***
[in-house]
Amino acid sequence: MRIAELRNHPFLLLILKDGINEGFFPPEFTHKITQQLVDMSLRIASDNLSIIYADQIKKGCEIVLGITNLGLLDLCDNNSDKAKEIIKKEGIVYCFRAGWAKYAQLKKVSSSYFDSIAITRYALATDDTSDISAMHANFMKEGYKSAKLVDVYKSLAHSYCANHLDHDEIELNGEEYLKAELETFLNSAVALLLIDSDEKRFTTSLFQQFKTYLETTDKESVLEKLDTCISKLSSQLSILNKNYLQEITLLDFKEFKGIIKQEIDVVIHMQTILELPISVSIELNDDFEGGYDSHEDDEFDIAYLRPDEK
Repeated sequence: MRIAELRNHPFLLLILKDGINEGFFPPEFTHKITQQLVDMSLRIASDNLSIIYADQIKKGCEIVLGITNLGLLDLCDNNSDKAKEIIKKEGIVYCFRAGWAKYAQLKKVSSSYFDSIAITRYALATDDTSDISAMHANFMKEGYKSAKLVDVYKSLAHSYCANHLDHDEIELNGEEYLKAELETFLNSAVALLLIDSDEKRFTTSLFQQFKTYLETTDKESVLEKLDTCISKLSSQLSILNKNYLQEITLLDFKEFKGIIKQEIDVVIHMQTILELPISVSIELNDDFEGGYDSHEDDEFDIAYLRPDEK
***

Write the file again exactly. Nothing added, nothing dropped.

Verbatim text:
[in-house]
Amino acid sequence: MRIAELRNHPFLLLILKDGINEGFFPPEFTHKITQQLVDMSLRIASDNLSIIYADQIKKGCEIVLGITNLGLLDLCDNNSDKAKEIIKKEGIVYCFRAGWAKYAQLKKVSSSYFDSIAITRYALATDDTSDISAMHANFMKEGYKSAKLVDVYKSLAHSYCANHLDHDEIELNGEEYLKAELETFLNSAVALLLIDSDEKRFTTSLFQQFKTYLETTDKESVLEKLDTCISKLSSQLSILNKNYLQEITLLDFKEFKGIIKQEIDVVIHMQTILELPISVSIELNDDFEGGYDSHEDDEFDIAYLRPDEK
Repeated sequence: MRIAELRNHPFLLLILKDGINEGFFPPEFTHKITQQLVDMSLRIASDNLSIIYADQIKKGCEIVLGITNLGLLDLCDNNSDKAKEIIKKEGIVYCFRAGWAKYAQLKKVSSSYFDSIAITRYALATDDTSDISAMHANFMKEGYKSAKLVDVYKSLAHSYCANHLDHDEIELNGEEYLKAELETFLNSAVALLLIDSDEKRFTTSLFQQFKTYLETTDKESVLEKLDTCISKLSSQLSILNKNYLQEITLLDFKEFKGIIKQEIDVVIHMQTILELPISVSIELNDDFEGGYDSHEDDEFDIAYLRPDEK